White Rights: What Apartheid South Africa Learned from the United States

Elizabeth Esch
Feb 11, 2010 | 12:00pm
Lunchtime Lecture
101 Barnard Hall

Though widely regarded as the most racist regime on earth, the apartheid government in South Africa learned from policies and practices long extant in the United States. Before apartheid was institutionalized, South African social scientists, educators and politicians were among the most astute observers of racial segregation and white supremacy in the U.S. In this lunchtime lecture, Professor Esch shows how white South Africans studied U.S. history and mimicked its practices in implementing apartheid, from so-called anti-miscegenation laws to the pass-book and homeland systems.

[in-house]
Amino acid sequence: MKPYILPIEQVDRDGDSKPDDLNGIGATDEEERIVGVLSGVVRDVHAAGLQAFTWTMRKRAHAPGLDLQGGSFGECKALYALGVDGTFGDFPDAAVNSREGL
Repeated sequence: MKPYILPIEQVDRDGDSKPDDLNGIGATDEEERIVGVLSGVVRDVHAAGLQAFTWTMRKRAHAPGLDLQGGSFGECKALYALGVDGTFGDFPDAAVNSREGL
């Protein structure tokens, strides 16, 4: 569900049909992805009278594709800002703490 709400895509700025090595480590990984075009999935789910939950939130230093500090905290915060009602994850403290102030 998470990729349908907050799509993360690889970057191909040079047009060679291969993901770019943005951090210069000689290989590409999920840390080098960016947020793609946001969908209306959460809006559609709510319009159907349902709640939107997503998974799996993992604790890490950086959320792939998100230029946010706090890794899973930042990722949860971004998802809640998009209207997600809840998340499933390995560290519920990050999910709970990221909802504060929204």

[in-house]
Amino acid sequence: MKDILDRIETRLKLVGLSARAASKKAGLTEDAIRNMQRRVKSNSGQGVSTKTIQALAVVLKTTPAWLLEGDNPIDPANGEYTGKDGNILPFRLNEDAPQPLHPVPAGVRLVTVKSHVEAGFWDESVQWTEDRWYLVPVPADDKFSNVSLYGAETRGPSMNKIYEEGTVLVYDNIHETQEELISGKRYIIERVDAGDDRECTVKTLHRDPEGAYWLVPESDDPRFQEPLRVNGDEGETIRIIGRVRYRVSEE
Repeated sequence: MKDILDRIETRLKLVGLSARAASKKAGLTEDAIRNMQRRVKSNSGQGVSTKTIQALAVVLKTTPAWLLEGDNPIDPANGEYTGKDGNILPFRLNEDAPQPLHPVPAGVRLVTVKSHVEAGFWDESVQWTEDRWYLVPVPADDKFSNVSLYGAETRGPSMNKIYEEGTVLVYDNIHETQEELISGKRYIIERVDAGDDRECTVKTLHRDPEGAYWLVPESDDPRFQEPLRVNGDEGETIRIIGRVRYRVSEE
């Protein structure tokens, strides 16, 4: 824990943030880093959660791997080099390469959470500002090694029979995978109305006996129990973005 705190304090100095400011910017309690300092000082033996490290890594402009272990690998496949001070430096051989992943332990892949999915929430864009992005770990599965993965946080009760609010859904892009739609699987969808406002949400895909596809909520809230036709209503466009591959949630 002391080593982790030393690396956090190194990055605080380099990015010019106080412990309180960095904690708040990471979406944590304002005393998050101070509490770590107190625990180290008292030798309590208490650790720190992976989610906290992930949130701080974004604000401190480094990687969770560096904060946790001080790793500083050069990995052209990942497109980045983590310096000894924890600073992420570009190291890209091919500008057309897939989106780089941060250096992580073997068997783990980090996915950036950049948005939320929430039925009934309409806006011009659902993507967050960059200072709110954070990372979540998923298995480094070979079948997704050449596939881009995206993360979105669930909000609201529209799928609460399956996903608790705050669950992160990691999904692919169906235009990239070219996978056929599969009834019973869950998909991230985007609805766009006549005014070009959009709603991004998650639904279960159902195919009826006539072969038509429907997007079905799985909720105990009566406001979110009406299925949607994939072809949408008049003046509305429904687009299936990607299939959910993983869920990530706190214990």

Elizabeth Esch is assistant professor of History and American Studies at Barnard College, where she teaches classes on the history of the United States, race and empire. Her work has appeared in Souls: a Critical Journal of Black Politics, Culture and Society; Cabinet: a Quarterly Journal of Art and Culture; and Historical Materialism.

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